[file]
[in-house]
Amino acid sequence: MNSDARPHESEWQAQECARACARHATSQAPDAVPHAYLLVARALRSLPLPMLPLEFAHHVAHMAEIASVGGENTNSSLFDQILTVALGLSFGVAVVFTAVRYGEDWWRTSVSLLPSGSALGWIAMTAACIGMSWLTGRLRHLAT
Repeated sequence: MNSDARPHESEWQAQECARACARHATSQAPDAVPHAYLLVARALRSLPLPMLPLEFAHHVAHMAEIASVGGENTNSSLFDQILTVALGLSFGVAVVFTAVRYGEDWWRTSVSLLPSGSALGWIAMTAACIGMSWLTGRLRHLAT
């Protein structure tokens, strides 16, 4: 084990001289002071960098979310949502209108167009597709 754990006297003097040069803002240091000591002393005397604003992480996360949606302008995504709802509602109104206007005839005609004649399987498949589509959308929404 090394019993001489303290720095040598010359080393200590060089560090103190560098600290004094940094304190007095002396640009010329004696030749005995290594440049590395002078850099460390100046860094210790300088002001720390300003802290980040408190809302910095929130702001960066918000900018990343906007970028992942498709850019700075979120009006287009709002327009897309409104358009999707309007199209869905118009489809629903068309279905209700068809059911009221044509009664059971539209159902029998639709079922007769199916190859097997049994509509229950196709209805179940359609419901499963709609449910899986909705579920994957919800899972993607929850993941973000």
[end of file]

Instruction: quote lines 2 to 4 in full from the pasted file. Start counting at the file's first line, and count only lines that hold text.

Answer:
Amino acid sequence: MNSDARPHESEWQAQECARACARHATSQAPDAVPHAYLLVARALRSLPLPMLPLEFAHHVAHMAEIASVGGENTNSSLFDQILTVALGLSFGVAVVFTAVRYGEDWWRTSVSLLPSGSALGWIAMTAACIGMSWLTGRLRHLAT
Repeated sequence: MNSDARPHESEWQAQECARACARHATSQAPDAVPHAYLLVARALRSLPLPMLPLEFAHHVAHMAEIASVGGENTNSSLFDQILTVALGLSFGVAVVFTAVRYGEDWWRTSVSLLPSGSALGWIAMTAACIGMSWLTGRLRHLAT
């Protein structure tokens, strides 16, 4: 084990001289002071960098979310949502209108167009597709 754990006297003097040069803002240091000591002393005397604003992480996360949606302008995504709802509602109104206007005839005609004649399987498949589509959308929404 090394019993001489303290720095040598010359080393200590060089560090103190560098600290004094940094304190007095002396640009010329004696030749005995290594440049590395002078850099460390100046860094210790300088002001720390300003802290980040408190809302910095929130702001960066918000900018990343906007970028992942498709850019700075979120009006287009709002327009897309409104358009999707309007199209869905118009489809629903068309279905209700068809059911009221044509009664059971539209159902029998639709079922007769199916190859097997049994509509229950196709209805179940359609419901499963709609449910899986909705579920994957919800899972993607929850993941973000």